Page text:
SAN JOSE, COSTA RICA, JAN. 22 -- Nicaraguan rebel leaders meeting here are considering asking the Reagan administration to hold new lethal aid for their forces "in reserve" while cease-fire negotiations with the Sandinista government take place, rebel officials said today.
The officials insist that U.S. congressional approval of new funding for the rebels, who are known as contras, is necessary to make the Sandinistas negotiate.
However, in an apparent move to make voting for additional aid palatable to undecided congressmen following new Sandinista overtures, the contras indicated a willingness to have the lethal portion of such aid withheld for a set negotiating period. Contra leaders made a similar proposal when they met with President Reagan in Los Angeles in August.
The idea was among several proposals discussed yesterday in a meeting between the six directors of the Nicaraguan Resistance, the contras' political alliance, and the mediator in negotiations with the Sandinistas, Cardinal Miguel Obando y Bravo.
After that meeting, the head of a Sandinista negotiating team, Vice Foreign Minister Victor Hugo Tinoco, announced two new proposals to soften somewhat the conditions for a cease-fire and give "irrevocable guarantees" -- under international supervision -- to the contras for the full exercise of political and civil rights.
Contra directors expressed skepticism about the new Sandinista offers, which include a proposal for an international commission to ensure that the contras' rights are fully respected after they lay down their arms and "join the political life of the country." The commission would consist of representatives of a variety of international institutions and political parties, including the U.S. Republican and Democratic parties.
Contra director Alfredo Cesar told reporters that if the Sandinistas intended the returning contras to have the same political rights now accorded to the internal opposition, the offer would be meaningless.
Contra officials here strongly denounced Sandinista attacks against the domestic opposition today and last night.
"What guarantees can we have when Tinoco is announcing a political opening and, at the same time, the Sandinistas in Managua are using mob terror as their language of political dialogue?" asked contra spokesman Bosco Matamoros.
A statement prepared by the contras for their meeting yesterday with Obando proposed a "direct tripartite dialogue" involving the Sandinistas, the contras and the Nicaraguan internal opposition. This dialogue would simultaneously deal with a cease-fire and "solutions to the causes of the war, through the adoption of democratizing measures," the statement said.
While these talks were going on, it said, "the Nicaraguan Resistance would ask that new lethal aid, once granted, be placed in reserve for a period of 30 days." That period would correspond to a time frame for the negotiations with the Sandinistas to achieve acceptable results.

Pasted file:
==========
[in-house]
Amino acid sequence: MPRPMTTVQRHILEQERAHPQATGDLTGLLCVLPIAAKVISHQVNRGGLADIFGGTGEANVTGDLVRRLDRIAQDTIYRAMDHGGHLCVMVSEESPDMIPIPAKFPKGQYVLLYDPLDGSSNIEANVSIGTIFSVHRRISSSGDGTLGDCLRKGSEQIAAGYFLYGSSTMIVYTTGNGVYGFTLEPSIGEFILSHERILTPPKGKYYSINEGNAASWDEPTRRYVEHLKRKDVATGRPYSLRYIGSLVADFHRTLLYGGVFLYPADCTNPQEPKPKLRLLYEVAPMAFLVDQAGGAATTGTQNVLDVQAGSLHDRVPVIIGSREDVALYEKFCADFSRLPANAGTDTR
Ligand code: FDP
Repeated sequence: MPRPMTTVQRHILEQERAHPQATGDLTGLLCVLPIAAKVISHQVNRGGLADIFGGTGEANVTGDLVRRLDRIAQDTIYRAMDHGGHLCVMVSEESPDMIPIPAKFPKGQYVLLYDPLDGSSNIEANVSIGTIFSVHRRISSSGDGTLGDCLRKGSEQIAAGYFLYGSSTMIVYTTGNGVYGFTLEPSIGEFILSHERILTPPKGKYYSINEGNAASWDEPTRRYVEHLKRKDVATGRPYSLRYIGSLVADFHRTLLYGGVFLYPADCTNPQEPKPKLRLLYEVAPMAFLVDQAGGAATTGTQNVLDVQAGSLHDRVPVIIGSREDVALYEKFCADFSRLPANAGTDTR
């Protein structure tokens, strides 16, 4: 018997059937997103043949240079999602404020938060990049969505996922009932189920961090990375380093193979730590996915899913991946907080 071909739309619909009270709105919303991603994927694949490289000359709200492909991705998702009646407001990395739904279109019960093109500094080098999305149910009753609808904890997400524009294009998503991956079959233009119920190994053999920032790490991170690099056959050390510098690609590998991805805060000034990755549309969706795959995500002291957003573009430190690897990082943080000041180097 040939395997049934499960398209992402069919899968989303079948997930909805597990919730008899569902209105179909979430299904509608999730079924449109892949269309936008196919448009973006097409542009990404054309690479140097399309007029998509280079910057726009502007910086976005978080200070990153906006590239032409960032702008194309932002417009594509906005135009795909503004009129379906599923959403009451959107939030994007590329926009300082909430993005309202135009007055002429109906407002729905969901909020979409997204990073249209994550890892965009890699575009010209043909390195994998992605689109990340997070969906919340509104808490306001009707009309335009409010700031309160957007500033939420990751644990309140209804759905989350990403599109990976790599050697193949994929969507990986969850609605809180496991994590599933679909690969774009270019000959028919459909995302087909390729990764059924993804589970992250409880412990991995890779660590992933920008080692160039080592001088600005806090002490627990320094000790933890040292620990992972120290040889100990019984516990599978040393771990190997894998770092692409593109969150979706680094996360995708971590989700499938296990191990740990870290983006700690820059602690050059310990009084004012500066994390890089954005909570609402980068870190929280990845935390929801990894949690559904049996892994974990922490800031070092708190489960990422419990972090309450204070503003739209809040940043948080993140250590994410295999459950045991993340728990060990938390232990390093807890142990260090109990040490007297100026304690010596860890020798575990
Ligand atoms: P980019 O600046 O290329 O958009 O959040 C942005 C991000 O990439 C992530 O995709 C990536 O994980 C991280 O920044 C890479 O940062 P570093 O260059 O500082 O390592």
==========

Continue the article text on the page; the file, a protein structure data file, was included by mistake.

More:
This and other proposals were understood to be still under discussion by the contra leadership, which is currently debating its approach to cease-fire negotiations scheduled here for Jan. 28 and 29. Contra leaders yesterday rejected a surprise call by the Sandinistas for immediate talks.
A contra official said a request to hold the lethal aid in reserve would be "an expression of our good will" for effective cease-fire talks, but he stressed that congressional approval of the aid was vital to guarantee Sandinista compliance with their commitments under a Central American peace accord.
"New lethal aid has to be there, not only to bring the Sandinistas to the negotiating table, but to keep them at the negotiating table," the official said.
The Sandinistas have shown that they strongly oppose any involvement in the cease-fire talks by the Nicaraguan internal opposition and any inclusion in the discussions of political matters relating to the restructuring of the government, Army or society in general.
Meanwhile, a Miskito Indian leader, Brooklyn Rivera, has announced plans to return to Managua Saturday to negotiate a settlement of autonomy demands with Sandinista authorities. Rivera says he commands about 2,400 Miskito Indian fighters, but other Miskito leaders have said this claim is exaggerated, and his group reportedly has not been active in fighting the Sandinistas for some time.
During a Central American summit meeting here last week, Rivera conferred with Nicaraguan President Daniel Ortega over breakfast and expressed willingness to return to Nicaragua.
Other self-styled Miskito "commanders" here reacted bitterly, taking out a newspaper advertisement to denounce Rivera.